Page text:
the smell from the river became unbearable. The stink, coupled
with the idea that smell could carry infection, finally persuaded
authorities to do something.
Civil engineer Joseph Bazalgette had been thinking
about what to do about the London sewer system for many years.
In 1849 he was hired by the Metropolitan Sewers Commission and
one of his first jobs was to familiarize himself with the system.
He realized it was a mess. There was no great plan or standardization
to how the tunnels were built or connected. There was also no
end of ideas on how to fix the system, but they were all expensive.
Making things worse, the Commission was ensnarled in bureaucratic
red tape and disagreements on how to proceed, so little progress
physician John Snow.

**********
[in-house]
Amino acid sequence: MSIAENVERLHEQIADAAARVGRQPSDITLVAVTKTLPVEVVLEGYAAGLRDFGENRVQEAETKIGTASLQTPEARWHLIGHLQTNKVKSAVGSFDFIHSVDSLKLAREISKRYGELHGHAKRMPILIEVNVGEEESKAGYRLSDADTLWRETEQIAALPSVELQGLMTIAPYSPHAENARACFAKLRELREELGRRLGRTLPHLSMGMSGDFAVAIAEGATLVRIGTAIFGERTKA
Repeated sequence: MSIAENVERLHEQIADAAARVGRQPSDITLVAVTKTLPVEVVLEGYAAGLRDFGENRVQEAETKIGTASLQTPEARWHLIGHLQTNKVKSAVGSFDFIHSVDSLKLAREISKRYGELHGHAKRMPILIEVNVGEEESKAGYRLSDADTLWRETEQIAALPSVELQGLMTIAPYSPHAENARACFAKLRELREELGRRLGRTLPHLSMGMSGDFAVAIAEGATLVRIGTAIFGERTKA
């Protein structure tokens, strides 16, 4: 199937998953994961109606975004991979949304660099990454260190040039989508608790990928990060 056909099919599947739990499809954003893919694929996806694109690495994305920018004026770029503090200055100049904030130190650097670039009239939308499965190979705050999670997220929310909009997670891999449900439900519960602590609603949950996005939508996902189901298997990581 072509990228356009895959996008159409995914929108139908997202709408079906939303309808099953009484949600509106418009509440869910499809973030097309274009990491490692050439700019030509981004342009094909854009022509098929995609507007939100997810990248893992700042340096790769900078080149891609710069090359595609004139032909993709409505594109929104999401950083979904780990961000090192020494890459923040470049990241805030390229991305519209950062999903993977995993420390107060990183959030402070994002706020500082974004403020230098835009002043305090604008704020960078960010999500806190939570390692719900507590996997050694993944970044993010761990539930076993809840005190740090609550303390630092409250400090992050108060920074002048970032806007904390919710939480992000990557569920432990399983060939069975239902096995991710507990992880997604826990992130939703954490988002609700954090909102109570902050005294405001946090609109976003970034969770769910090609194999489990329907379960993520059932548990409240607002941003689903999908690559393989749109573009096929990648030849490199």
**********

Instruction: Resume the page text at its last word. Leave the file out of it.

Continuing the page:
In 1856, however, The Metropolitan Board of Works
took over for the Commission and promoted Bazalgette to chief
engineer, giving him the responsibility to come up with a workable
plan. His design was to create a set of massive drains that
would intercept the existing sewers before they reached the
river and carry sewage to a location east and outside of the
city where it could be released safely downstream into the outgoing
tide. These five tunnels, which were called "interceptor sewers,"
would be built along the path of the river, three to the north
of the Thames and two on the south side. In some places where
they ran along the river, these huge pipes would be hidden in
massive embankments on either side of the waterway.
To make sure the material flowed through the drains
easily Bazalgette decided the tunnels should fall at least two
feet per every mile. Since the Thames only fell 3 inches per
mile, this meant that pumping stations would have to be built
at intervals along the path to raise the contents of the sewer